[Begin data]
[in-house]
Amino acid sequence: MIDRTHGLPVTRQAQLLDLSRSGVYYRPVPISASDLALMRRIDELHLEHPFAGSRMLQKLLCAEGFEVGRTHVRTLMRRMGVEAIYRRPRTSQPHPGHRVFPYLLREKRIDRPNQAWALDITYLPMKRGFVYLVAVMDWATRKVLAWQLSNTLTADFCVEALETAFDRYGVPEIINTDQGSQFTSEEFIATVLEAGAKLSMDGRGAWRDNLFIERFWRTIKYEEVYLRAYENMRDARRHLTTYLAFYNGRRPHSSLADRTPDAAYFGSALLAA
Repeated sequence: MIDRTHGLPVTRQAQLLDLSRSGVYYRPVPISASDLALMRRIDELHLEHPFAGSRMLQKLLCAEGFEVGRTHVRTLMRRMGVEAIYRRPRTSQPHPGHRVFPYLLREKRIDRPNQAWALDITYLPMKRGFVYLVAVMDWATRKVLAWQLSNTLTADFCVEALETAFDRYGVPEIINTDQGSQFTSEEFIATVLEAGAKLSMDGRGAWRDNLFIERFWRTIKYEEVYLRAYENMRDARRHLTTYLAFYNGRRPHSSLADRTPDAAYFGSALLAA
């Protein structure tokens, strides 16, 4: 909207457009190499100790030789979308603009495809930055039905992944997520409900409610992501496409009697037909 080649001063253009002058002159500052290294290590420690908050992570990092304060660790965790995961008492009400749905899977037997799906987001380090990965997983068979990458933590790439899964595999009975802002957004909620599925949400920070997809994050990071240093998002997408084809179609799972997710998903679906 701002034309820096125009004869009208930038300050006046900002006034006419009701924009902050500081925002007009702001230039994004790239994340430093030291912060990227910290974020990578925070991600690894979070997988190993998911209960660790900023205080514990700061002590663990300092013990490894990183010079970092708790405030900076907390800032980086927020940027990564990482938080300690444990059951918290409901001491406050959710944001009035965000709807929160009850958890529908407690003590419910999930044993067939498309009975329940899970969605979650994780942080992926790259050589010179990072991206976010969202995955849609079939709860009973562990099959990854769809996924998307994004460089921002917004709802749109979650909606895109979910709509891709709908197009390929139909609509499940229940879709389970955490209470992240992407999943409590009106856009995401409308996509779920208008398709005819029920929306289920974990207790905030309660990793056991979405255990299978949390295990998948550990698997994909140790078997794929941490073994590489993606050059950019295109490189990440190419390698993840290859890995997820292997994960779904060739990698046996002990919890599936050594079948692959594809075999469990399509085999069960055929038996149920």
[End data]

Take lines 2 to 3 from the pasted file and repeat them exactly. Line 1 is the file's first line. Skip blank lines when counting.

Amino acid sequence: MIDRTHGLPVTRQAQLLDLSRSGVYYRPVPISASDLALMRRIDELHLEHPFAGSRMLQKLLCAEGFEVGRTHVRTLMRRMGVEAIYRRPRTSQPHPGHRVFPYLLREKRIDRPNQAWALDITYLPMKRGFVYLVAVMDWATRKVLAWQLSNTLTADFCVEALETAFDRYGVPEIINTDQGSQFTSEEFIATVLEAGAKLSMDGRGAWRDNLFIERFWRTIKYEEVYLRAYENMRDARRHLTTYLAFYNGRRPHSSLADRTPDAAYFGSALLAA
Repeated sequence: MIDRTHGLPVTRQAQLLDLSRSGVYYRPVPISASDLALMRRIDELHLEHPFAGSRMLQKLLCAEGFEVGRTHVRTLMRRMGVEAIYRRPRTSQPHPGHRVFPYLLREKRIDRPNQAWALDITYLPMKRGFVYLVAVMDWATRKVLAWQLSNTLTADFCVEALETAFDRYGVPEIINTDQGSQFTSEEFIATVLEAGAKLSMDGRGAWRDNLFIERFWRTIKYEEVYLRAYENMRDARRHLTTYLAFYNGRRPHSSLADRTPDAAYFGSALLAA